Google Settles Incognito Mode Data Collection Lawsuit: Agrees to Delete Browsing Data

Google Settles Incognito Mode Data Collection Lawsuit: Agrees to Delete Browsing Data

Google agrees to destroy or de-identify billions of Incognito mode browsing records as part of a $5 billion proposed settlement.

Google has agreed to delete or de-identify billions of records of web browsing data collected while users were in its private browsing "Incognito mode." This decision is part of a proposed class action settlement filed in a California federal court on Monday.

The settlement, proposed in the case of Brown v. Google, will require Google to disclose more information about how it collects data in Incognito mode and impose limits on future data collection. If a California federal judge approves, the settlement could impact 136 million Google users. The lawsuit, initiated in 2020, was brought by Google account holders who alleged that the company unlawfully tracked their behaviour through the private browsing feature.

Valued at $5 billion, the proposed settlement accounts for the data Google will be required to destroy and the limitations it will face on future data collection. Google must address data collected in private browsing mode until December 2023, either by outright deletion or de-identification.

"This Settlement ensures real accountability and transparency from the world's largest data collector and marks an important step toward improving and upholding our right to privacy on the Internet," the plaintiffs wrote in the proposed settlement filing.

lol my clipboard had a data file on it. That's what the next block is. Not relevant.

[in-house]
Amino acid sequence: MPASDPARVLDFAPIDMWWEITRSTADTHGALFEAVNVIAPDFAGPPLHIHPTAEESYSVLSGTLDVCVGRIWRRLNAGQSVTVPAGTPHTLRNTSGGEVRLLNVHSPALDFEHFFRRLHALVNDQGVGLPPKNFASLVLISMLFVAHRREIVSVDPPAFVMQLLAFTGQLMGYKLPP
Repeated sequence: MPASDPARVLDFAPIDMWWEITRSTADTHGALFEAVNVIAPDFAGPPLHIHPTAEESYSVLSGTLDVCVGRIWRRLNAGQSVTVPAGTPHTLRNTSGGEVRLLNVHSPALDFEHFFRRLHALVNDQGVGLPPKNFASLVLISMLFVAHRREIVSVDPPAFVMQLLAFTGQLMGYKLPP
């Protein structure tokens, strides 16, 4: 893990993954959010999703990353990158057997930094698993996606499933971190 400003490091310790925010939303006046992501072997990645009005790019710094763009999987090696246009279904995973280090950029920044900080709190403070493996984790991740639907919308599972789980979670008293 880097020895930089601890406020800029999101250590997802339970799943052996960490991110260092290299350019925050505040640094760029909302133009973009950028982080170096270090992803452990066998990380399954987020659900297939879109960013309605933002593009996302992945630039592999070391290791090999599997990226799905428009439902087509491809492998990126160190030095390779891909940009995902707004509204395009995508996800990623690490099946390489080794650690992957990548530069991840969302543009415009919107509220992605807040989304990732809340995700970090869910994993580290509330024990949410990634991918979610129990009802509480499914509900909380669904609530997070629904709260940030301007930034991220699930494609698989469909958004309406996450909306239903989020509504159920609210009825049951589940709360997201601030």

Google spokesperson José Castañeda said the company is "pleased to settle this lawsuit, which we always believed was meritless." Though the plaintiffs valued the proposed settlement at $5 billion, the amount they initially sought in damages, Castañeda said they are "receiving zero." The settlement does not include damages for the class, though individuals can file claims.

"We never associate data with users when they use Incognito mode," Castañeda added. "We are happy to delete old technical data that was never associated with an individual and was never used for any form of personalization."

As part of the agreement, Google will change its disclosures regarding the capabilities of its private browsing services, which have already commenced rollout on Chrome. Additionally, Google has committed to allowing users to block third-party cookies by default in Incognito mode for five years, preventing Google from tracking users on external websites while they are in private browsing.

While the settlement terms allow individuals to file claims for damages in California state court, 50 claims have already been filed.

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